"Urrrrgh, man...why is there just a surge of psychologically daunting games these past couple years? The Cat Lady, That Dragon Cancer, and now this? I'm sure there are more out there. AND WHY DO I WANT TO PLAY THEM ALL?!" asked user carmanut on the discussion about the new indie project A song for Viggo, which deals with such lovely and merry themes and feelings as bottomless guilt, death of your child, depression, existential doubt and making breakfast.
I started to write an answer, when I realized I've written a lot more than is necessary for a quick reply, but since I enjoyed analyzing the history of video games, compared with history of the generation who played it from the start, I decided to spruce it up a bit and publish it on TAY for more people to see.
So it goes all down to correlation between growing up in my generation and development of console generations. If we look how we (both people and consoles) started, it makes perfect sense for us to want precisely that sort of games right now. Of course all of this are great broad generalizations, but one can see a kind of pattern emerge.
Games of the 80es - crude squiggles and pixels. Barely recognizable human shapes. Tasks given to us were equally simple. Climb up the top. Clear one room of the enemies. Do the same with two or three different colors in another room. As Thomas, who was alone nicely put it - go right and up! As was with us, real life protagonists, the games of this era were restricted, weren't allowed to move where they wanted, were powered more by imagination, than by anything else. A sprite of 4x6 pixels could tell loads of stories and adventures, purely without a single understandable word and in the end teach us something about friendship and perseverance.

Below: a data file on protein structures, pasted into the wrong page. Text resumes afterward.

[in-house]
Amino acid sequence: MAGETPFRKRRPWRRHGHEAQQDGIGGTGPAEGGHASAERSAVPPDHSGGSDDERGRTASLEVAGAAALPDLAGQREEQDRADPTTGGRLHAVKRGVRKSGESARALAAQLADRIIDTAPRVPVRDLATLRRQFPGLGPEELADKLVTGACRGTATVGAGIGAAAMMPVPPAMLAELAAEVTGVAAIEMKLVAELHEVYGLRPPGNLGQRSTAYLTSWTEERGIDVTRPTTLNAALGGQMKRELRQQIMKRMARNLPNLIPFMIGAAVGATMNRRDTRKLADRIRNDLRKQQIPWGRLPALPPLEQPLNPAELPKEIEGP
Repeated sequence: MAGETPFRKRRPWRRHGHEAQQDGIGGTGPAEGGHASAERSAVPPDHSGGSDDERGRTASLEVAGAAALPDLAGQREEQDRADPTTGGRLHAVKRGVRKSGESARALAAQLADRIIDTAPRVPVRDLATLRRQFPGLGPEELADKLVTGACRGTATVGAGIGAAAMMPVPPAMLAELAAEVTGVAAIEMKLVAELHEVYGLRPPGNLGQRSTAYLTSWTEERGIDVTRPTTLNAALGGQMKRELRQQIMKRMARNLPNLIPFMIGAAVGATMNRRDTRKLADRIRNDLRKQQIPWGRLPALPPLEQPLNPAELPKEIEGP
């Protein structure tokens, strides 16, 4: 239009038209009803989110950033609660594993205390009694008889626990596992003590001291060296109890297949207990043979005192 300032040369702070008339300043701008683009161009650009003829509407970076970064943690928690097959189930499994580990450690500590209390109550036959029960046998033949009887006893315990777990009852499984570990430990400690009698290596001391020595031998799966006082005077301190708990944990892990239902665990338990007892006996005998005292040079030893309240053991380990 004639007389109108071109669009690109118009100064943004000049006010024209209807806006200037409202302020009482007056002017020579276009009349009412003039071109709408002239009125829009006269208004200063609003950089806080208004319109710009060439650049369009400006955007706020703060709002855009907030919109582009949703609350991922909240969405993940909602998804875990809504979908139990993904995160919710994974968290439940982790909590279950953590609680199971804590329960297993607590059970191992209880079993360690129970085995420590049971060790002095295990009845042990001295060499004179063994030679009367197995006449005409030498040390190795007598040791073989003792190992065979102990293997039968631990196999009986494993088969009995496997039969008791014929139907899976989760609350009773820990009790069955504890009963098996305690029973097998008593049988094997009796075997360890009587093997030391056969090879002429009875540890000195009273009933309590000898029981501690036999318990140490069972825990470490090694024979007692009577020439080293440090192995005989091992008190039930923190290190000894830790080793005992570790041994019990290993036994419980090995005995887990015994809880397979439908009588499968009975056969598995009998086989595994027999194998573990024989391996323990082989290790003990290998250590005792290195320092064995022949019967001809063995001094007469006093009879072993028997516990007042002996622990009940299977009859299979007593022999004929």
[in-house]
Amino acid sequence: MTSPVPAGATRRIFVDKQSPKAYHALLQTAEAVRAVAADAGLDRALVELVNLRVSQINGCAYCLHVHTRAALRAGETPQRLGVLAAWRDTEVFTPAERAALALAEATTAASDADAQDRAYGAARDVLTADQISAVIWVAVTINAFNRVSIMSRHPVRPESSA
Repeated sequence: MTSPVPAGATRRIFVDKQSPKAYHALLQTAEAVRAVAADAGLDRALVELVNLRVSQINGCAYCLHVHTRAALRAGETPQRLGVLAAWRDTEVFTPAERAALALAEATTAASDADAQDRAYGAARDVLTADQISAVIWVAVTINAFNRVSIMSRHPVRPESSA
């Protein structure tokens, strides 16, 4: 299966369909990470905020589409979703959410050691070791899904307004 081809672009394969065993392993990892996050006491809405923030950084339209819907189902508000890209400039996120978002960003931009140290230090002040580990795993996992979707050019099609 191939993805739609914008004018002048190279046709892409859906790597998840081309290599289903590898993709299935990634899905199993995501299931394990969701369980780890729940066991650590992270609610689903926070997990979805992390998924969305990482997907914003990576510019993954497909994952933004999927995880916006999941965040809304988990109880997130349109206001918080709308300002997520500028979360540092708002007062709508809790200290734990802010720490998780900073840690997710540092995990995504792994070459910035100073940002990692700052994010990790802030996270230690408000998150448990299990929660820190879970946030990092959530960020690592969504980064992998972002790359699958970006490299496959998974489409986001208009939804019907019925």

Games of the early 90es - more sophisticated, but almost entirely focused on kids. Lots of adventures, garish colors, anthropomorphic animals. most of the time the point of it all wasn't to reach the goal, but to be on a journey. There was a proliferation and further development of genres, but most of it was far away from mainstream limelight in which cuteish (mostly anime inspired) child-like sprites ruled.
Games of second half of 90es - even more sophisticated, can deal with some mature matter, but mostly "mature" translates to lots of blood and gore. The games are rebels, try to push and break the boundaries of allowed and good taste, lots of intelligence shines through in these years. but...
Games of first half of 00ghts - gaming is incorporated, industrialized, broadened and analyzed. What is made must make lots of money, and the kids who way back then played Mario Worlds and Ducktales on NESes have grown up to become frat boys and late teens. So the games are loud, violent, even more "mature", full of logoes, trademarks and snark. Edgy. Extreme. Dumb. That goes on for two entire console generations.
Games of very late 00ghts and up till today - everyone and their mother is tired of shoot-bang Hoo-Rahh, mo-peep-ucker mentality. The former young adults are yet again changing, growing up even more, graduating, making families, having kids. And they want something different. Combine that with sudden proliferation of programing softwares and suits (it started with Flash animations/games, jumped over java (Minecraft), spread like a plague with relative ease and small cost of using Unreal engine, Unity and various RPGmaker and Twine suits) and you get one of the greatest times for games ever.
So yeah, we get so many deeper, thoughtful, artistically rich games cause we finally deserve it and are capable of making them.
Still, the mainstream Forces That Be use various telemetries and statistics to make perfect gaming package for the least money (which they can get away with):
They make us connected in vast sprawling worlds on grand epic adventures with cinematic presentations, but what they don't realize, there's a whole wide segment of people tired of fluff and wanting something more deep, meaningful and personal.
Recent E3 offerings are showing some good signs, trying to make the indie relevant and integral, but so many times we heard outright lies and exaggerations from performing execs, that lots of us are doubtful.
But vast swaths of PC indie are ever stronger and more prevalent. There are game jams, there are Indie awards, there is major support from mainstream-ish youtube personalities. So I'm very optimistic we'll see even more such games in the future. It's the greatest time to live for a vid-game lover!